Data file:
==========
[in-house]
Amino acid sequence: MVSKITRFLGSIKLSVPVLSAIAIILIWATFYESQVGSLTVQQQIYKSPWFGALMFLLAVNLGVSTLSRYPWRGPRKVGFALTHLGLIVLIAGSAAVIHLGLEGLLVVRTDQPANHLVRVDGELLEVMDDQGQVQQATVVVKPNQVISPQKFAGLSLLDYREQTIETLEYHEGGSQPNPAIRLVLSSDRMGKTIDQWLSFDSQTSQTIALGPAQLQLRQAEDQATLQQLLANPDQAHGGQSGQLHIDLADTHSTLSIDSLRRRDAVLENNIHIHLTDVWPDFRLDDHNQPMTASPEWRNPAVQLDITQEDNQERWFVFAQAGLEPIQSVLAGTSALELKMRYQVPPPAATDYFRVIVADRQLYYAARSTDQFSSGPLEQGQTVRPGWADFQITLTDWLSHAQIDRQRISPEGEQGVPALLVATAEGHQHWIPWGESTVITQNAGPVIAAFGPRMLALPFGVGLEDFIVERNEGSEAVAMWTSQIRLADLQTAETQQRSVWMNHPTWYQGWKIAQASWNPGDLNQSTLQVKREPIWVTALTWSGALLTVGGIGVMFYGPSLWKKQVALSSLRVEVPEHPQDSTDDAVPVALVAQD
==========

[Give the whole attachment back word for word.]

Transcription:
[in-house]
Amino acid sequence: MVSKITRFLGSIKLSVPVLSAIAIILIWATFYESQVGSLTVQQQIYKSPWFGALMFLLAVNLGVSTLSRYPWRGPRKVGFALTHLGLIVLIAGSAAVIHLGLEGLLVVRTDQPANHLVRVDGELLEVMDDQGQVQQATVVVKPNQVISPQKFAGLSLLDYREQTIETLEYHEGGSQPNPAIRLVLSSDRMGKTIDQWLSFDSQTSQTIALGPAQLQLRQAEDQATLQQLLANPDQAHGGQSGQLHIDLADTHSTLSIDSLRRRDAVLENNIHIHLTDVWPDFRLDDHNQPMTASPEWRNPAVQLDITQEDNQERWFVFAQAGLEPIQSVLAGTSALELKMRYQVPPPAATDYFRVIVADRQLYYAARSTDQFSSGPLEQGQTVRPGWADFQITLTDWLSHAQIDRQRISPEGEQGVPALLVATAEGHQHWIPWGESTVITQNAGPVIAAFGPRMLALPFGVGLEDFIVERNEGSEAVAMWTSQIRLADLQTAETQQRSVWMNHPTWYQGWKIAQASWNPGDLNQSTLQVKREPIWVTALTWSGALLTVGGIGVMFYGPSLWKKQVALSSLRVEVPEHPQDSTDDAVPVALVAQD